Tippy the terrier
had a temper. Ronnie kept him well-behaved through “Dog
Whispering” principles of exercise, discipline and affection but he was still a handful. The dog spent days with her father, a retired colonel who
taught him tricks and spoiled him with low-cal organic dog treats. His
last dog, Mitsy, died and they’d buried her on the mesa behind the
house. Tippy wasn't as smart as Mitsy but he was faster and could jump
higher. He spent all day learning tricks, patrolling the yard, walking
the neighborhood with the colonel and sleeping. Every once in awhile,
when Walter wasn’t paying attention, Tippy would jump the backyard wall
and cross the road to the mesa beyond - the wild edge of the growing
city where exciting smells and risks abound.
Ronnie, Walter and Tippy had moved to Duke City from Minneapolis after visiting one beautiful week in October. She got a job at a temp agency and rented a apartment downtown. But when she got the county job and decided to buy a house, she found the sprawling west side of the city far more affordable. They moved into a new house in Unit One of the huge "Apostrophy" development just before the housing bubble popped and construction stalled. The realtor and developer had made promises about coming shopping, parks and hiking trails but everything came to a stop, including completion of several houses on her street "Parentheses Lane" that now stood half-finished, targets for vandals, tar paper and insulation rattling all night in the wind.
bosses at the county seemed the oddest bunch. The deputy manager
scheduled three morning meetings a week at which he and 3 or 4 top
administrators would eat breakfast burritos and discuss work. The men
(and they were all men) would solemnly emerge from the meetings and
proceed directly to Ronnie’s desk where they would each in turn assign
her tasks they had been given. She always needed to remind them to pay for the burritos.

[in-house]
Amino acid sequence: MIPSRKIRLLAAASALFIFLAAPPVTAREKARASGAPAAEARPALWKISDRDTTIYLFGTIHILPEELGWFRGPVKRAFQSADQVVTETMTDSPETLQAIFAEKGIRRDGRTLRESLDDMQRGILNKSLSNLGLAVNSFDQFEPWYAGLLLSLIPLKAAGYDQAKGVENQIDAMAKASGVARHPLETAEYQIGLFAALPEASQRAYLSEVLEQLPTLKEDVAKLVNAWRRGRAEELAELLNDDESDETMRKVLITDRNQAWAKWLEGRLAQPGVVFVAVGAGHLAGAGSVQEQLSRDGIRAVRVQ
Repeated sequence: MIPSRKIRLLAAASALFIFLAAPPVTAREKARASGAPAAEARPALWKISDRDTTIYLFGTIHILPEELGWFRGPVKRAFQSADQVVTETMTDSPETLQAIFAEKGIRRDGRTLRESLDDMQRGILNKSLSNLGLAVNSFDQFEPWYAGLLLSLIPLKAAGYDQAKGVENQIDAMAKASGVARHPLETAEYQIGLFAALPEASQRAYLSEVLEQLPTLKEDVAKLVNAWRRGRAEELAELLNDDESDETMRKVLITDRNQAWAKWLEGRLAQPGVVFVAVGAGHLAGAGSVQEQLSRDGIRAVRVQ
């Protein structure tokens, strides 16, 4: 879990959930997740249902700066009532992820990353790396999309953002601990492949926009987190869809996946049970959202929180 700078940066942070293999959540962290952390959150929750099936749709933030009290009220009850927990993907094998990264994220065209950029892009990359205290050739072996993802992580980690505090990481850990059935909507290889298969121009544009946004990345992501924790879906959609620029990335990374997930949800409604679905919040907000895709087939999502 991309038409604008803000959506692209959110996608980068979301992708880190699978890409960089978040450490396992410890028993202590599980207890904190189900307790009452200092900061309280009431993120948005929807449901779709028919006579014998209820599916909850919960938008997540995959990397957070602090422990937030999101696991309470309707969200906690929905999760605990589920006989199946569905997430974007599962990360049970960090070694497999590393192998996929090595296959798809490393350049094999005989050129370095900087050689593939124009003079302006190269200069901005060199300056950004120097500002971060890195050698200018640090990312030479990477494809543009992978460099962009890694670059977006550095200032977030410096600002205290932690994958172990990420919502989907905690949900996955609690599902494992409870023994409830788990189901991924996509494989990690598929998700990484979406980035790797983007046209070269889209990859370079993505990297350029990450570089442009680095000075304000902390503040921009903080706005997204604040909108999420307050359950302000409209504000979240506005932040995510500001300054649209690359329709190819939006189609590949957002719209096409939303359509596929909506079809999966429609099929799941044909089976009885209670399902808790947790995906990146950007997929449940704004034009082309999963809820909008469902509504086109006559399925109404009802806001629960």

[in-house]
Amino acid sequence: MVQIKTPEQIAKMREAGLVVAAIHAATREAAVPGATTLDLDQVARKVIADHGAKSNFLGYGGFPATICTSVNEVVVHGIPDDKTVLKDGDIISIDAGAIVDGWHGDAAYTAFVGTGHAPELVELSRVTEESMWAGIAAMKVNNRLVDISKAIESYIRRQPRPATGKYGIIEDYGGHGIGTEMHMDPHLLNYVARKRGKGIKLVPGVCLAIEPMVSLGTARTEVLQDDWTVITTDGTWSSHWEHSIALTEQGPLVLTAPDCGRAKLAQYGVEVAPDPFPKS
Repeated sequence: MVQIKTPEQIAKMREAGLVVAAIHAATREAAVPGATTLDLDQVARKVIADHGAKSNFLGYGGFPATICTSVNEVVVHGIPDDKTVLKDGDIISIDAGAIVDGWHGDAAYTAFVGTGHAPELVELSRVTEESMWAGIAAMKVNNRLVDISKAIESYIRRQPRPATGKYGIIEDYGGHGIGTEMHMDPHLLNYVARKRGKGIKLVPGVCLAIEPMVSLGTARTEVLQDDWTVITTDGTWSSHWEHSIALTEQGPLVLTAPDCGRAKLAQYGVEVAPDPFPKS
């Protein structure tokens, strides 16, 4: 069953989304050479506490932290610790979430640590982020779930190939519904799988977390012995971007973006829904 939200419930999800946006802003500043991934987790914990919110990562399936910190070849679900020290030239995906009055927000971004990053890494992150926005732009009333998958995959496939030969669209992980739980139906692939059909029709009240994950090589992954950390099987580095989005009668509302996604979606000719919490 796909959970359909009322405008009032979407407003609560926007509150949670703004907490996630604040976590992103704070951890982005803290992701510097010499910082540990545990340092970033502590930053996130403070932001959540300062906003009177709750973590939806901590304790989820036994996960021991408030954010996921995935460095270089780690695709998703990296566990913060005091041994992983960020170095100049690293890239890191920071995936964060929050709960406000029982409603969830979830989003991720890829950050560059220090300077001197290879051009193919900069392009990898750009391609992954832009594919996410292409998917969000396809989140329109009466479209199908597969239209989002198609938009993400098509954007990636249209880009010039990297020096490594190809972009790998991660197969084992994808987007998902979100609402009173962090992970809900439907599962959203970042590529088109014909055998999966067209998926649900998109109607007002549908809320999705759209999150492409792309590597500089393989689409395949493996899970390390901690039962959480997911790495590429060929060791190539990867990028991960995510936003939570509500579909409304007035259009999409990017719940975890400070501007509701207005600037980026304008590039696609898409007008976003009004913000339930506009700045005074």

In the first months on the new job she seldom knew the purpose or context of what she was asked to do. She suspected their requests were garbled interpretations of what they were assigned. The deputy manager himself would invariably misinterpret his boss’s direction and the county manager in turn was responding to one or more of the commissioners. By the time Ronnie gathered the information or completed the assignment for her multiple bosses, it was very different from the first request.
It would have been far more efficient to invite Ronnie to the meetings but when she suggested it they all thought she was joking. She didn’t bring it up again. That afternoon her boss told her it would be OK to order breakfast for herself next time. But burritos weren't the problem. She actually enjoyed going to the restaurant early and talking to the short-order cook, Angelo. He made her laugh and always had good advice.
This morning he was grinning as he deftly rolled scrambled eggs into a tortilla. “Don’t be unhappy,” he said. “Sadness never helps.” She dreaded what he might say next. No doubt it would be that that stereotypic male cure-all: “Smile!” Instead, he said, “Keep your eyes and ears open. Change is constant.”
The following Monday she began listening in on the meetings while she ate the burrito Angelo made especially for her using that fancy Canadian bacon. The speaker phone sat on the credenza in her bosses office, inconspicuous behind a stack of planning documents. No one ever looked at those.